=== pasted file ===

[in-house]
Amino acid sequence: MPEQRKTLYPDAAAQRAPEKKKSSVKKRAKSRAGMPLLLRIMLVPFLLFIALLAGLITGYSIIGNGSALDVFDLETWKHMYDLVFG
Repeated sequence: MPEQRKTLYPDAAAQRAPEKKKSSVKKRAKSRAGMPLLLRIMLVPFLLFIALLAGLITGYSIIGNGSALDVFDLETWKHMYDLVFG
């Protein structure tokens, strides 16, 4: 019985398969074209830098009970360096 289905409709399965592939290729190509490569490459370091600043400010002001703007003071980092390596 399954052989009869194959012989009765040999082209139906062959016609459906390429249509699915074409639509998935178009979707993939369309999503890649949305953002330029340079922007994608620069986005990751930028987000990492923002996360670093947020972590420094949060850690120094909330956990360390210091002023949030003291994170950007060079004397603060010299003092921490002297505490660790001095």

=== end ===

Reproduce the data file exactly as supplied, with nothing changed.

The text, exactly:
[in-house]
Amino acid sequence: MPEQRKTLYPDAAAQRAPEKKKSSVKKRAKSRAGMPLLLRIMLVPFLLFIALLAGLITGYSIIGNGSALDVFDLETWKHMYDLVFG
Repeated sequence: MPEQRKTLYPDAAAQRAPEKKKSSVKKRAKSRAGMPLLLRIMLVPFLLFIALLAGLITGYSIIGNGSALDVFDLETWKHMYDLVFG
């Protein structure tokens, strides 16, 4: 019985398969074209830098009970360096 289905409709399965592939290729190509490569490459370091600043400010002001703007003071980092390596 399954052989009869194959012989009765040999082209139906062959016609459906390429249509699915074409639509998935178009979707993939369309999503890649949305953002330029340079922007994608620069986005990751930028987000990492923002996360670093947020972590420094949060850690120094909330956990360390210091002023949030003291994170950007060079004397603060010299003092921490002297505490660790001095």